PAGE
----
During the transition between my PhD and my postdoc I have been neglecting my blog. Now I am settled into life and teaching in Shanghai I hope to get back to it on a regular basis. Over the summer I have been working on a short postdoctoral research project on the effects of opium prohibition in twentieth-century China. In a circular way this took me back to a piece of research that has been shouting at me to be looked at for some time. One of the striking effects of the prohibition of opium in China was that trade in the illegal drug provided a revenue stream for tairiku ronin (continental adventurers) and their handlers, militant young officials in the Japanese army with expansionist ambitions in China. Drug money meant army officers could fund black ops by these adventurers such as the assassination of the Chinese warlord Zhang Zuolin in 1928. The officers planned to blame the attacks on Chinese nationalists and use them as a pretext for expanding Japan’s territorial concessions in China against the wishes of the government in Tokyo.
I began to wonder how these men ended up as guns for hire on the Chinese mainland. This made me think more about my own set of adventurers: the European and American soldiers who fought as mercenaries for both the Qing government and the Taiping rebels during the Taiping civil war. Among them was John Kirkham, a veteran of the Crimea and the Indian Rebellion of 1857. These men were often dismissed by other classes of foreigner in the country, particularly diplomats and administrators. Robert Hart, Inspector General of the Chinese Imperial Maritime Customs Service, said of Kirkham ‘brave as he is, he has neither education nor knowledge’. Yet what strikes me about these men is not their status with respect to their peers, but their mobility. Kirkham not only fought in the Crimea, India and China, but went on, eleven years later, to die in a cage meant for lions in Egypt. He was serving as the advisor to King Yohannes IV of Ethiopia during the war between the Ethiopian Empire and the Egyptian Khedive of 1874-76 and had been captured trying to cross enemy lines. In the past it would have been much harder to track the lives of these men but, were it possible, it would tell us a lot about networks of mobility in the British Empire and beyond in the nineteenth century.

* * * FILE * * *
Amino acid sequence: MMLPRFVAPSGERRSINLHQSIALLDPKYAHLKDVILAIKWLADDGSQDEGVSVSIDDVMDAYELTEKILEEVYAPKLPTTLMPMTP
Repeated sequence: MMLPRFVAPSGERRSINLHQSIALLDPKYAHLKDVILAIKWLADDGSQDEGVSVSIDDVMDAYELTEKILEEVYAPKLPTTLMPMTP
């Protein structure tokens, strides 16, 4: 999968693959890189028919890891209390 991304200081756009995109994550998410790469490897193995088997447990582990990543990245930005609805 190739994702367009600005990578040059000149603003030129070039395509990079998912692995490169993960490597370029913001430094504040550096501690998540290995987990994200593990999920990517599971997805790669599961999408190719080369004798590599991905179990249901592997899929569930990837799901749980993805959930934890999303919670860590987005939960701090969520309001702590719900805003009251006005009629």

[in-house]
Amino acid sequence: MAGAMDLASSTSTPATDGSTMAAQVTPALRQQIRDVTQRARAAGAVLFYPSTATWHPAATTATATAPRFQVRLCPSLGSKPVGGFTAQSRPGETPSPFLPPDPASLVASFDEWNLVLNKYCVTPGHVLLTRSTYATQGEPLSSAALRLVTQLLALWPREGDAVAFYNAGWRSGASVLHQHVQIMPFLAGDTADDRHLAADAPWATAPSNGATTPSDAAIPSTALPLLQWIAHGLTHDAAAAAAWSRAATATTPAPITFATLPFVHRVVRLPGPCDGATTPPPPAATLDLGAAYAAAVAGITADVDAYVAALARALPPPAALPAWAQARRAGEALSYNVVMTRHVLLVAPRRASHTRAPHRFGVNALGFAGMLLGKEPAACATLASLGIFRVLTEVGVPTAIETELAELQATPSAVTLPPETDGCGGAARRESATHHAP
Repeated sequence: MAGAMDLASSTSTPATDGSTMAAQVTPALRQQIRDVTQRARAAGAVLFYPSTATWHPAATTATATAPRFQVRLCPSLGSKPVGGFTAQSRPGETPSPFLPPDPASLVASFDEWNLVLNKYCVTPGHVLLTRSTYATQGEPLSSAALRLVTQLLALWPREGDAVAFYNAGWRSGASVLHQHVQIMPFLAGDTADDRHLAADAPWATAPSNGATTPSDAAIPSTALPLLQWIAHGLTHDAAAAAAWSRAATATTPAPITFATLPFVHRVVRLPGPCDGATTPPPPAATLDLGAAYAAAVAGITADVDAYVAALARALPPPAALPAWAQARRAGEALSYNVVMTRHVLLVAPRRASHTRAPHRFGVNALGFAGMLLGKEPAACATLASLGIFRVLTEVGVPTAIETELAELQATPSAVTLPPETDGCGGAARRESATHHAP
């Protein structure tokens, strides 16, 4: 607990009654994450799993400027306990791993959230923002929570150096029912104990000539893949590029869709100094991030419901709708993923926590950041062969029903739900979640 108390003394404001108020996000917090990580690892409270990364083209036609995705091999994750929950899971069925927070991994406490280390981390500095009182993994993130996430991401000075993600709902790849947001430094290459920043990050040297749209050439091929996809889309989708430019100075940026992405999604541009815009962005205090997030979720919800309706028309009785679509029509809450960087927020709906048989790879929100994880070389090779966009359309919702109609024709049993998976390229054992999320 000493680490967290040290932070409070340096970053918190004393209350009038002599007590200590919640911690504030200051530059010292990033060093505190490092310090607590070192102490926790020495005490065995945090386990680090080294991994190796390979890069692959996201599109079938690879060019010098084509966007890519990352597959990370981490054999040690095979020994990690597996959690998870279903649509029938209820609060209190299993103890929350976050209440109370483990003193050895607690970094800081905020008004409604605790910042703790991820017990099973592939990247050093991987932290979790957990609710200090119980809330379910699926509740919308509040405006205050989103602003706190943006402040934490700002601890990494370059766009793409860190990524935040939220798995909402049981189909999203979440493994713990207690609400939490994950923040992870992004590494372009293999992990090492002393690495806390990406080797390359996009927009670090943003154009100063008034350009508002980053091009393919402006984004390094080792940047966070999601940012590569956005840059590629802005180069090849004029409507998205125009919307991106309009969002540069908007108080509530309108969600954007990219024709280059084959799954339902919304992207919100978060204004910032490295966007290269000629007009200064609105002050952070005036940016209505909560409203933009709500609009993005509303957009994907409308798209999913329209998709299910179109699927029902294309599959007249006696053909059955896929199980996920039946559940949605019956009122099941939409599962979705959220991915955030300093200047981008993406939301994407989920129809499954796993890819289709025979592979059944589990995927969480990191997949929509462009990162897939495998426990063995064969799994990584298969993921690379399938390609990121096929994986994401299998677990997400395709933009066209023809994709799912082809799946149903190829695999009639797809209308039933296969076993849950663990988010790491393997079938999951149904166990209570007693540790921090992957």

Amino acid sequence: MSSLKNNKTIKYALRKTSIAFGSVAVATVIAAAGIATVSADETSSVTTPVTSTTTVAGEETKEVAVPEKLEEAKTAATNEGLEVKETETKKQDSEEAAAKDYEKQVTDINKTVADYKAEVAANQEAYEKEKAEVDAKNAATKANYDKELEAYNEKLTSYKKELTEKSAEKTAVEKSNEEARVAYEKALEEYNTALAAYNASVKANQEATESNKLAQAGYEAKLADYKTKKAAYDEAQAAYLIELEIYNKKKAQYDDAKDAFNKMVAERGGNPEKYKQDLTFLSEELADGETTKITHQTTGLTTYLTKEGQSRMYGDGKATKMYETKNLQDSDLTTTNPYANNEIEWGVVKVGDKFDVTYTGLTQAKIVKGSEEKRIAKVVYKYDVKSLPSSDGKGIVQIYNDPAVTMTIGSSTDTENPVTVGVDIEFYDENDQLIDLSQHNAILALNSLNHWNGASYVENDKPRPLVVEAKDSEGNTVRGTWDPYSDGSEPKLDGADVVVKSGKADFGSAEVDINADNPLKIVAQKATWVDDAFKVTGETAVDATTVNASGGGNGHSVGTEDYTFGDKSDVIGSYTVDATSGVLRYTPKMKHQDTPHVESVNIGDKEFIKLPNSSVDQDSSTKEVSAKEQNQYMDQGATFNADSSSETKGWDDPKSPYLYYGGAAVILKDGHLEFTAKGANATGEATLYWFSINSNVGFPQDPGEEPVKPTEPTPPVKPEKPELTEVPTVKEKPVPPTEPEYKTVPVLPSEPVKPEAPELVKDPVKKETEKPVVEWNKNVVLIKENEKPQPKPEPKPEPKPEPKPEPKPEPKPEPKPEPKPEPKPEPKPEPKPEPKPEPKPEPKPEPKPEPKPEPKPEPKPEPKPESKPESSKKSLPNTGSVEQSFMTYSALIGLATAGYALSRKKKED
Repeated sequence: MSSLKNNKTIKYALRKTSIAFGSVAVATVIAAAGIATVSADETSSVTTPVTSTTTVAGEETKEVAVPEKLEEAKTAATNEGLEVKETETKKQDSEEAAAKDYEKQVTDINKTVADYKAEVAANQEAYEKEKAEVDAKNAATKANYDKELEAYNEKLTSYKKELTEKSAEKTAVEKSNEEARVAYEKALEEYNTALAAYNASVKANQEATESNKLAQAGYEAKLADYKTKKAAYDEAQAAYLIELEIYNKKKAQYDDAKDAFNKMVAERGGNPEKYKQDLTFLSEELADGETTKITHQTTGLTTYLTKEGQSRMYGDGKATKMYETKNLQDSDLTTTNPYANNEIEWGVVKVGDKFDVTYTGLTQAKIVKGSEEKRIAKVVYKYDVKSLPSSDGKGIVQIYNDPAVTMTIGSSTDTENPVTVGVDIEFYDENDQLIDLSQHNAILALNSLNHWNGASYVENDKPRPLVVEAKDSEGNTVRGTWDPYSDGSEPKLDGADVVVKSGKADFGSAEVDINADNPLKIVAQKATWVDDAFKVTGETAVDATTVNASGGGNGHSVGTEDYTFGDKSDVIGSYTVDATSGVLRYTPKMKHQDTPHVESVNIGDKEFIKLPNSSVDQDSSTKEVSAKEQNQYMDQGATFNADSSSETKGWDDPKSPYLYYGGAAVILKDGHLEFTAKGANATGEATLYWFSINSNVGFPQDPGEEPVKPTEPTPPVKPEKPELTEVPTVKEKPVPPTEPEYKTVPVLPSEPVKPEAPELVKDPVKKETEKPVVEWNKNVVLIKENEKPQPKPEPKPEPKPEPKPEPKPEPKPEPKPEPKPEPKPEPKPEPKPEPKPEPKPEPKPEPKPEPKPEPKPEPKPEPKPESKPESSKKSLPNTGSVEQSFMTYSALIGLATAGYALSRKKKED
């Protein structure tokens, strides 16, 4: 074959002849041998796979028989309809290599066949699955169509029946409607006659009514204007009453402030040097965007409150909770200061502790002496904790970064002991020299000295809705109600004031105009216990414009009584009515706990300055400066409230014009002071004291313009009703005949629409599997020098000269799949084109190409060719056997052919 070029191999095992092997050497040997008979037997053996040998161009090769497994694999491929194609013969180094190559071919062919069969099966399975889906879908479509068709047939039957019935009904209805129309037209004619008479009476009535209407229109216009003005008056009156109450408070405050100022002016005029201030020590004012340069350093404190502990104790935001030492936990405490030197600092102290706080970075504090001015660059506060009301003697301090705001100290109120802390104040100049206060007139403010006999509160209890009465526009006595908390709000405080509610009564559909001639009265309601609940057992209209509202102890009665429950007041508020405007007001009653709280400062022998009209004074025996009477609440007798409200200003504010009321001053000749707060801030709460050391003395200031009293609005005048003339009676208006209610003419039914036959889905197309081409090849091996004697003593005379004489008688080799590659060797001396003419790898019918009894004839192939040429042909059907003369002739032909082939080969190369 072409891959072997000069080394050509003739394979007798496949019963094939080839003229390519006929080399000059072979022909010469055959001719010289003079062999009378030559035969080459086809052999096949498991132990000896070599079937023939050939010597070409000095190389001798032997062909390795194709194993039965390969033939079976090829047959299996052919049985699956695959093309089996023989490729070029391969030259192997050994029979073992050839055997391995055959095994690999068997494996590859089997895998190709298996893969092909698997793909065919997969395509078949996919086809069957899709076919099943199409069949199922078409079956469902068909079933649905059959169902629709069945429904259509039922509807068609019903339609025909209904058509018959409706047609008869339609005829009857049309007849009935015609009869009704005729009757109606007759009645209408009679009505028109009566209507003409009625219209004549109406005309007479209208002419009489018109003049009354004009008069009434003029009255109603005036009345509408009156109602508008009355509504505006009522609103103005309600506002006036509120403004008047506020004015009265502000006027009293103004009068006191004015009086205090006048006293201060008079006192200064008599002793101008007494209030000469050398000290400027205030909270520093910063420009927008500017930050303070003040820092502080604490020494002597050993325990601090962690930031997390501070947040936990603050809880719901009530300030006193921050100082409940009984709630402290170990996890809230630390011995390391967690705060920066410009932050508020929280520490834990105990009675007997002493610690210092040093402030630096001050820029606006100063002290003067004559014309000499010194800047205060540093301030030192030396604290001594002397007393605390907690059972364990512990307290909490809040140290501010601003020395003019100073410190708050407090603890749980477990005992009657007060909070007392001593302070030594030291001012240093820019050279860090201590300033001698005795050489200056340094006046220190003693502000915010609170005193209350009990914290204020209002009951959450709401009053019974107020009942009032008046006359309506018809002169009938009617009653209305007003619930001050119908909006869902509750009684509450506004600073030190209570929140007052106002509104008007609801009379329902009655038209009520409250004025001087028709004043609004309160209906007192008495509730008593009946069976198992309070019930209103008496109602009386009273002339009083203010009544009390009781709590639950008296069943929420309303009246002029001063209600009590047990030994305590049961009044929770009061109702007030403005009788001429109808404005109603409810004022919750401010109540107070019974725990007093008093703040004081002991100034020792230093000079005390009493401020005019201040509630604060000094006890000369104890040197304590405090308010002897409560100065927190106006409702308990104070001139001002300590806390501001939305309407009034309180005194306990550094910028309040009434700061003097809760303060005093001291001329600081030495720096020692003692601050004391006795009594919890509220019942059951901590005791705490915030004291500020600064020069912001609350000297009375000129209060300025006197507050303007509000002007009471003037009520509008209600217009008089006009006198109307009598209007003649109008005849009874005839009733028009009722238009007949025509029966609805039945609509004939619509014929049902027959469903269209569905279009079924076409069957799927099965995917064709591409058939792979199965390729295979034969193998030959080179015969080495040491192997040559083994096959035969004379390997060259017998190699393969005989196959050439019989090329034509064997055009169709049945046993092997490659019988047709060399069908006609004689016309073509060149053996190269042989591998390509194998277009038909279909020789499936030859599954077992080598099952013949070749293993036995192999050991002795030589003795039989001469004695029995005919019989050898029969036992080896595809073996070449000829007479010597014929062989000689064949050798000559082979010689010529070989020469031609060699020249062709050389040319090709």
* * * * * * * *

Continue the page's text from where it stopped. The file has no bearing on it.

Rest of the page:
Thankfully, armed with the British Library’s officer records for the Ever-Victorious Army, the main foreign mercenary force in China, and digital humanities methodologies, tracking the paths of these fighters is now possible. In July I attended a summer school in Chinese Digital Humanities at Leiden University. It gave me the skills to start work on a relational database which will allow me to create visualisations of the movements of mercenaries across the world. I am further aided by the mass digitisation of nineteenth-century books, ships’ records and other sources which will allow me to search for officer names. I want to know if there are any patterns in movement among these fighters. Did they move together? Did they follow patterns established and enabled by the British empire or by foreign trade? Are those networks even distinguishable themselves? Ultimately I hope to examine how global connections in the nineteenth century provided career opportunities for men who, if not socially mobile, could certainly be geographically so.